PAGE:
eople living in Chernihiv have described hiding under their tables as Russian troops attack the city in northern Ukraine.
Russian forces escalated its air strikes against Ukraine, reportedly on Thursday killing at least 47 civilians in Chernihiv which lies 90 miles north of the capital Kyiv.
There are reports Russian troops have surrounded Chernihiv and continue to attack residential areas in other Ukrainian cities including Mariupol, Borodyanka and Kharkiv.
Missiles have caused destruction to high-rise residential buildings, and damaged a clinic and a hospital in Chernihiv.
Many of the city’s 300,000 residents have fled to underground shelters.
Residents of the city have described their fear after residential areas have been destroyed in Russian air strikes.
One woman, named Svitlana, told the BBC an apartment block close to hers was destroyed on Thursday.
The mother-of-two said she was hiding with her family under her dining table in her five-storey apartment building as “we can hear the sounds right now of air strikes nearby”.
“There are no military targets here, there is only a cemetery, residential buildings, clinics and a hospital, why are they bombing us?” she added.
Meanwhile, another 22-year-old woman living in the city also said she could hear the sounds of continuous shelling throughout Friday morning.
Katya, a nurse, said: “I’m calling back now because I don’t know if it will be too late, I don’t know if we will survive.”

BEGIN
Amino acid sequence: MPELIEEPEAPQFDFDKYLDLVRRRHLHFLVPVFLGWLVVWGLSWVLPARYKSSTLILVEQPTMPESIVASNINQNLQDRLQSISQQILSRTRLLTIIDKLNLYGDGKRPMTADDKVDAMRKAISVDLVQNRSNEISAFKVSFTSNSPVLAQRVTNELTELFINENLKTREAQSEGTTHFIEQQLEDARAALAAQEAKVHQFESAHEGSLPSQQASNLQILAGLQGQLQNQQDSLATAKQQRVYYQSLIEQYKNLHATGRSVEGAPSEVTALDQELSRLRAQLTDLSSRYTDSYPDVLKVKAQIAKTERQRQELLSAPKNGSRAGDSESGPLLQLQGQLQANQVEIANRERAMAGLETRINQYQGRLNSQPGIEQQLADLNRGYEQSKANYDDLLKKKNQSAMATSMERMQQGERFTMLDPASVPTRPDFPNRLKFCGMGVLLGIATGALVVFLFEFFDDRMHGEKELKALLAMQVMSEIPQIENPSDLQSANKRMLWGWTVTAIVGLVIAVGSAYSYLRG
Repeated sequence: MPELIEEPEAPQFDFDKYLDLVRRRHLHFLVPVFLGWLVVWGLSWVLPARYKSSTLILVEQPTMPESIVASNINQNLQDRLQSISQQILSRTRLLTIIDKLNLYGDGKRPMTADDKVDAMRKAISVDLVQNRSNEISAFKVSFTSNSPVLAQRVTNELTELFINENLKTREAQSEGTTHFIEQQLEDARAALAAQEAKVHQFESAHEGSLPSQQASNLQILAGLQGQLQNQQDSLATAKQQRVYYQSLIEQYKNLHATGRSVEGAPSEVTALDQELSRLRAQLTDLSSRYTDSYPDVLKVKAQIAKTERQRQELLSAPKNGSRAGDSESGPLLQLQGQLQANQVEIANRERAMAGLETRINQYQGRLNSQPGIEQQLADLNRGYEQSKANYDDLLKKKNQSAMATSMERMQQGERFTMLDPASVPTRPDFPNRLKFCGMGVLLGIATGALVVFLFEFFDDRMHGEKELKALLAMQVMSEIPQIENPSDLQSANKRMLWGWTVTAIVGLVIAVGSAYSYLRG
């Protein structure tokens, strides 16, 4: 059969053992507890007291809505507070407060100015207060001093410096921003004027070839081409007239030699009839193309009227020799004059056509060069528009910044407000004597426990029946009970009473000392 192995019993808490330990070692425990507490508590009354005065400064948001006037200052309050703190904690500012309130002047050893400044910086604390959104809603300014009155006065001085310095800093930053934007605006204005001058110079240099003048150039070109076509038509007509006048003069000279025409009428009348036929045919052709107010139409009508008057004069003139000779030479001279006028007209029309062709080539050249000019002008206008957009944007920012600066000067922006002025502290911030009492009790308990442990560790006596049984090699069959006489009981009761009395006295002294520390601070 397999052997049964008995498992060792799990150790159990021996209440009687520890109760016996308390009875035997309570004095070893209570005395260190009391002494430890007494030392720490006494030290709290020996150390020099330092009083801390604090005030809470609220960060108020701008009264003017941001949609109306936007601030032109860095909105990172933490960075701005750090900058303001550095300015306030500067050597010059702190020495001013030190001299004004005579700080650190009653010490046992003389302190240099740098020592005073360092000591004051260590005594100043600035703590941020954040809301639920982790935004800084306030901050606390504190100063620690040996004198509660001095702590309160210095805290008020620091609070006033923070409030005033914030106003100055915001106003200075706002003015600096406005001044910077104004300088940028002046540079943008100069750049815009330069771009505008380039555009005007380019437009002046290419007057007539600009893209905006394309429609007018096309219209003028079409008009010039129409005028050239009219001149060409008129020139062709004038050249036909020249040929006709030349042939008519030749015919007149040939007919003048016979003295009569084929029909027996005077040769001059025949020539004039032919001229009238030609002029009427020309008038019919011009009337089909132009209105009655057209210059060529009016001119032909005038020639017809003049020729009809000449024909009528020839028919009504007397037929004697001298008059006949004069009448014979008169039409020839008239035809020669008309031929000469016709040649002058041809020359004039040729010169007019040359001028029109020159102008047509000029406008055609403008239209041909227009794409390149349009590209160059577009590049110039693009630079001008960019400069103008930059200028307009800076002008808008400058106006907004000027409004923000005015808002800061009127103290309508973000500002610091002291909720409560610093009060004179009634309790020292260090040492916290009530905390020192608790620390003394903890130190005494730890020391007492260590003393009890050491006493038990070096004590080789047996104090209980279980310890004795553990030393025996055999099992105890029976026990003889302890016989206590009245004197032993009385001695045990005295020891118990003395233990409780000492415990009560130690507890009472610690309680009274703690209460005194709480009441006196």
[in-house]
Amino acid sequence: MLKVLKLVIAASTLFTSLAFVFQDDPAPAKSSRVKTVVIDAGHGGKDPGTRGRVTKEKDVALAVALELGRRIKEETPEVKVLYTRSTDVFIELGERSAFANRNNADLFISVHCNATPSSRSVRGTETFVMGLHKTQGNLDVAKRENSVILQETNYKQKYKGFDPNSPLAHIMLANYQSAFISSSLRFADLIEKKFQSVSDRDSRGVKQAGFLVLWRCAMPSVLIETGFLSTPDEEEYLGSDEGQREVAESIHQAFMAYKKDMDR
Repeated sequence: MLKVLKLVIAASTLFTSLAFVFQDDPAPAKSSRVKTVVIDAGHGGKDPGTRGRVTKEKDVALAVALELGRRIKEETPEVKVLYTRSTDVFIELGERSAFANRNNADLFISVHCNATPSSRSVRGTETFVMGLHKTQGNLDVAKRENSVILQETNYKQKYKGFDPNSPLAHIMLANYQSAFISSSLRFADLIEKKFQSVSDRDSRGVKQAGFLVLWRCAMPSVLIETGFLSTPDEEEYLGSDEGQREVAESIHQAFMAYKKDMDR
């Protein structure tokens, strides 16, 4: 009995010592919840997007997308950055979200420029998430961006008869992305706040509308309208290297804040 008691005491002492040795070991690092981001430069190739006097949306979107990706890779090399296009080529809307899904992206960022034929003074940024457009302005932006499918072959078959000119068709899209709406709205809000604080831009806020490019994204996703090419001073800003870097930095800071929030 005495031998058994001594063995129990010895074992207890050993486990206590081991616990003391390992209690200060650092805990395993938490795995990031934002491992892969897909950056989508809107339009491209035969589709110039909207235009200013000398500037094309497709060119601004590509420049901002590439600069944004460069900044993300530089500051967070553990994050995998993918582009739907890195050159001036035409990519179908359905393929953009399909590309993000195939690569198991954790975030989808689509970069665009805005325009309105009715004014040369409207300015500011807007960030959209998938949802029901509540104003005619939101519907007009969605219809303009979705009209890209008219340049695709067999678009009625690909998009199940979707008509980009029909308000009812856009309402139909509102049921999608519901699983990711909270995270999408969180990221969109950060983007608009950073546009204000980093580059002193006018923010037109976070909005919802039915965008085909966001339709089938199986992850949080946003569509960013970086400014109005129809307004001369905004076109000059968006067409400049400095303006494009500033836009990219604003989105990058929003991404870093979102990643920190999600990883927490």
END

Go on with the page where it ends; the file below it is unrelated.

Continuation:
Describing her current situation, she told the BBC: “There is me, my mother, my grandma and our neighbour and we all are hiding in our house.
“At this very moment I can hear the shelling. Local hospitals and schools are destroyed. Russians promised not to kill civilians but they are killing.”
Another Chernihiv resident told how her family managed to escape when their building was hit in a direct strike.
52-year-old maths teacher Larysa said she, along with her husband, sister and brother-in-law were lucky to be alive after the missile “went through our building and hit the next building”.
She said: “We were hiding in the staircase near our sixth-floor apartment and we could hear planes flying overhead and they sounded low.
“Suddenly there was a boom and the whole building shook. We ran outside and people were screaming.”
On Friday, the Metropolitan Police announced it was helping to gather evidence to support an investigation into alleged war crimes by the International Criminal Court.
The force is calling for anyone in the UK in the UK who may have direct evidence of war crimes in Ukraine to come forward, particularly those who have witnessed or been the victim of alleged war crimes.
People can also send in direct messages, images or videos they have been sent by family members or friends in Ukraine, but not anything they have just come across on social media.
Investigators are looking into incidents from 21 November 2013 onwards.